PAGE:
There are some instances where it is appropriate to ask questions like this in a pre-survey (a survey taken before individuals participate in a program or service): “How would you rate your knowledge of topic A?” Then followed by a post-survey that includes a question such as: “After taking this course, how would you rate your knowledge of topic A?” But one caveat to keep in mind is that these sorts of questions could potentially skew your results. For example, if an individual thought they knew a great deal about topic A prior to the course, they would rate their knowledge as high. But after taking the course, they come to the realization that their prior knowledge is just the tip of the iceberg, then their score would go down significantly after the course, resulting in what might appear to be a decrease in knowledge, when in fact they learned quite a bit as a result of taking the course.
6. Balance quantitative with qualitative questions.
Quantitative questions involve the collection of numerical data to determine statistical results. However, including qualitative questions is equally valuable because the responses provide the context needed to better understand the numerical data. Combined, the information collected will form the issues your organization needs to prioritize and address, and can reveal potential solutions or improvements that can be implemented to increase overall satisfaction and produce better outcomes.
7. Include a range or ratings that includes neutral territory.
For close-ended questions, using 5- to 7-point Likert scales, with the middle rating as being neutral, is a best practice. These answer choices often look like this:
- Very satisfied
- Somewhat satisfied
- Neither satisfied nor dissatisfied
- Somewhat dissatisfied
- Very dissatisfied
8. Measure for cultural relevance.
Hands down, our nonprofit clients who focus on delivering culturally relevant programs and services significantly outperform their competitors in terms of achieving more and better outcomes—at a fraction of the cost of what it would take for the public sector to address. Measuring this attribute is an absolute must for all social sector surveys.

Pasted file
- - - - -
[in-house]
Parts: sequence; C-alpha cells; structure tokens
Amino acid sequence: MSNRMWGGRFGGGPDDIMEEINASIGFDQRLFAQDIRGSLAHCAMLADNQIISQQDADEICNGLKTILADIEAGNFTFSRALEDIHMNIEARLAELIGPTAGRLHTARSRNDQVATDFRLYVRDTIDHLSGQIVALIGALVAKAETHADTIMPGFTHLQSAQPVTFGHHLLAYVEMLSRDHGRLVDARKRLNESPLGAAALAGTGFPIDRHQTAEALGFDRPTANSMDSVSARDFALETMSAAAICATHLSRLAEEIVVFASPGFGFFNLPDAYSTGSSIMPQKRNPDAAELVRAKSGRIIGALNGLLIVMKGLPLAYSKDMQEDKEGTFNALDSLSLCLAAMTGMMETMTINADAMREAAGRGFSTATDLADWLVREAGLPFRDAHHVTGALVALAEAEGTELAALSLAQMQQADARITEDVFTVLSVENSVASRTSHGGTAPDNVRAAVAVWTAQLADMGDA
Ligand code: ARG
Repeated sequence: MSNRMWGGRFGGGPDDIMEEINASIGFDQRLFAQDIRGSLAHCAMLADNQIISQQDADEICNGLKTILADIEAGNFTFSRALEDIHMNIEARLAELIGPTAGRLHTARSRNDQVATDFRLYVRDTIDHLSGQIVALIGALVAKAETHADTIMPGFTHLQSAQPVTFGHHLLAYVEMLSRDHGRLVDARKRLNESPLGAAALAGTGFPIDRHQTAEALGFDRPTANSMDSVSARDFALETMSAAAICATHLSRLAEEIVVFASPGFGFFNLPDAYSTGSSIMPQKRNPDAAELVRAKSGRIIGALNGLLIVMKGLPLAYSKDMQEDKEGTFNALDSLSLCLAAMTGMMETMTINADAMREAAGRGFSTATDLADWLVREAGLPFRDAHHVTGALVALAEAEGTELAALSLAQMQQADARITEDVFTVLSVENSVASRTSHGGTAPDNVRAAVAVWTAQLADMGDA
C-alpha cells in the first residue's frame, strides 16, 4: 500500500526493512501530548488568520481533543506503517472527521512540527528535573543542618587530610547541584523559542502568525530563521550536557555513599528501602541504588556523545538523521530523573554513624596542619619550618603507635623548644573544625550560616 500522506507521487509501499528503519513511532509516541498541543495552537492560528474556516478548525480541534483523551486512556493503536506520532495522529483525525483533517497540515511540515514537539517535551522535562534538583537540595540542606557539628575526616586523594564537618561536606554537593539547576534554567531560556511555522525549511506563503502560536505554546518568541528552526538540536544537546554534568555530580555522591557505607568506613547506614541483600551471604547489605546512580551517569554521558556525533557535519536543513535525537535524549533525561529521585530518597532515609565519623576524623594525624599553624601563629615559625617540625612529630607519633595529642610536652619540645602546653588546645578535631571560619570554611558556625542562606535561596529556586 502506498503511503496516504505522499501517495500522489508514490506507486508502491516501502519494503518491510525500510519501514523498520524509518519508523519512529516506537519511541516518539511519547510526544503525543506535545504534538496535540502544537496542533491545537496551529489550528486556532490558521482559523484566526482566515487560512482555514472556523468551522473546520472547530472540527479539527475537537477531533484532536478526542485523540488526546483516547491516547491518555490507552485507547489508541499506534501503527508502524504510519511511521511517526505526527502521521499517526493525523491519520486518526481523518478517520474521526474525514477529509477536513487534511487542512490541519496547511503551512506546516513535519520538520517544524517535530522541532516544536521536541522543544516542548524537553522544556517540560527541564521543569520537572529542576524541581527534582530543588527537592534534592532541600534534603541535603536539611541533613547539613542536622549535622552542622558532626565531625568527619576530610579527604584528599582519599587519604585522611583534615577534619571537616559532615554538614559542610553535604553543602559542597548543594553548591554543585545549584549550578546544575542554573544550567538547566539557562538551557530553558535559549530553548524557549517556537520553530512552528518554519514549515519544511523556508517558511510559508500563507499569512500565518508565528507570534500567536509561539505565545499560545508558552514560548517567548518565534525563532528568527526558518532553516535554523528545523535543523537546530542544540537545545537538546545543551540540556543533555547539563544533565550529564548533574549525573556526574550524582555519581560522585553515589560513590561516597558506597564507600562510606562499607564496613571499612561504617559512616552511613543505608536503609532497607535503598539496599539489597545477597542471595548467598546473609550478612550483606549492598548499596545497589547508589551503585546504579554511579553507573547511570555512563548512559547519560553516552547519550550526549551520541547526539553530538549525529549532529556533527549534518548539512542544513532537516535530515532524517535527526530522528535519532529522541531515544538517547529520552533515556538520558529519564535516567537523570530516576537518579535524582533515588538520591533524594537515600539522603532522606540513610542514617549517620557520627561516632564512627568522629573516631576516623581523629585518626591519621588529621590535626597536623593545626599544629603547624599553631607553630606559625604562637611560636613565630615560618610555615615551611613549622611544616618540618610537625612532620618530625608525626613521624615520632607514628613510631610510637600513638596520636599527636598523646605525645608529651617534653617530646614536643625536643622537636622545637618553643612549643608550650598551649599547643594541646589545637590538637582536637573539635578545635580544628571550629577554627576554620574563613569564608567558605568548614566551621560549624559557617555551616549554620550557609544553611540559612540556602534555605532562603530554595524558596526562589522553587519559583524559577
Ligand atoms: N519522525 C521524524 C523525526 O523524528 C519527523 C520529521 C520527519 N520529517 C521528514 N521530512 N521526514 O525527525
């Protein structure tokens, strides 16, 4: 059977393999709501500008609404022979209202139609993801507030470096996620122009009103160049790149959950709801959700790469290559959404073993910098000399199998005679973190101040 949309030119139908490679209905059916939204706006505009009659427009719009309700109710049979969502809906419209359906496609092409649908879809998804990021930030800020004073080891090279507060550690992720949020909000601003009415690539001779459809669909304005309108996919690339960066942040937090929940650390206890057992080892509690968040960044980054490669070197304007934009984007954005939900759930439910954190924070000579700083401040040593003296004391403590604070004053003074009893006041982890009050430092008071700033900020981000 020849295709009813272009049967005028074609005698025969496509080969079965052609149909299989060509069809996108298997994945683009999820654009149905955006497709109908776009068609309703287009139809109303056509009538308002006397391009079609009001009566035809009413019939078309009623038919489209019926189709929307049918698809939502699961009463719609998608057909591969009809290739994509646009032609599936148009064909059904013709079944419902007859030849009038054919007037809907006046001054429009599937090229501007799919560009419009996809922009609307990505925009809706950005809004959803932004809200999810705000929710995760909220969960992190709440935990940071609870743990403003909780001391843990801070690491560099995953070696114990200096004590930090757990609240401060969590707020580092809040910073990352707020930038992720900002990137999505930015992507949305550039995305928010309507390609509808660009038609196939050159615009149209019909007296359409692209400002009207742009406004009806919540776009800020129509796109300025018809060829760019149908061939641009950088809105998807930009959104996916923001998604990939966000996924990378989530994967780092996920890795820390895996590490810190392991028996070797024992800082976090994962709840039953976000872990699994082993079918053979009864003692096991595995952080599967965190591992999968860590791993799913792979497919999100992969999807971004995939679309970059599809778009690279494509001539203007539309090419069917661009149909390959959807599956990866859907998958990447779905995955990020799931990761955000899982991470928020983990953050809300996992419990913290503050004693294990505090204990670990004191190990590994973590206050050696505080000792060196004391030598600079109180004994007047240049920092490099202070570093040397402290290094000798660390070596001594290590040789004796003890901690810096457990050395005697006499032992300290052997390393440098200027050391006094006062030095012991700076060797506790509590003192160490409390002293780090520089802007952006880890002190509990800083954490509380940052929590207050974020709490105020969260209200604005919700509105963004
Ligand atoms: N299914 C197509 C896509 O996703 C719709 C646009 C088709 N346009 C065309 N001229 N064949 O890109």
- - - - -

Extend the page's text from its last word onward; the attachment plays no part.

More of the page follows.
9. Limit the number of questions.
Survey length is the top reason respondents abandon surveys. In addition to limiting the overall number of questions in the survey, adding features such as skip logic, or not requiring comments can help speed up this process.
10. Measure change over time.
The majority of survey questions should be developed with the intent of measuring change over time. In other words, the survey contains a core set of questions meant to be conducted again over regular intervals. Whether conducted annually, biennially, or some other schedule, the goal is to assess how well the organization implements continuous improvements that come out of the results of the previous survey’s findings, while adapting to a changing environment. The remainder of the survey should be used to answer those burning questions that will help your organization understand new trends and better anticipate the emerging needs of constituents.
How Measurement Resources Helps Social Sector Organizations Maximize their Return on Research Investments
Having worked with more than 200 social sector organizations, Measurement Resources helps you gather the right data to change actions, outcomes, and lives. From bringing a fresh perspective to the survey development process, plus decades of combined experience and expertise, we simplify the process and extract the valuable insights you need to master high performance.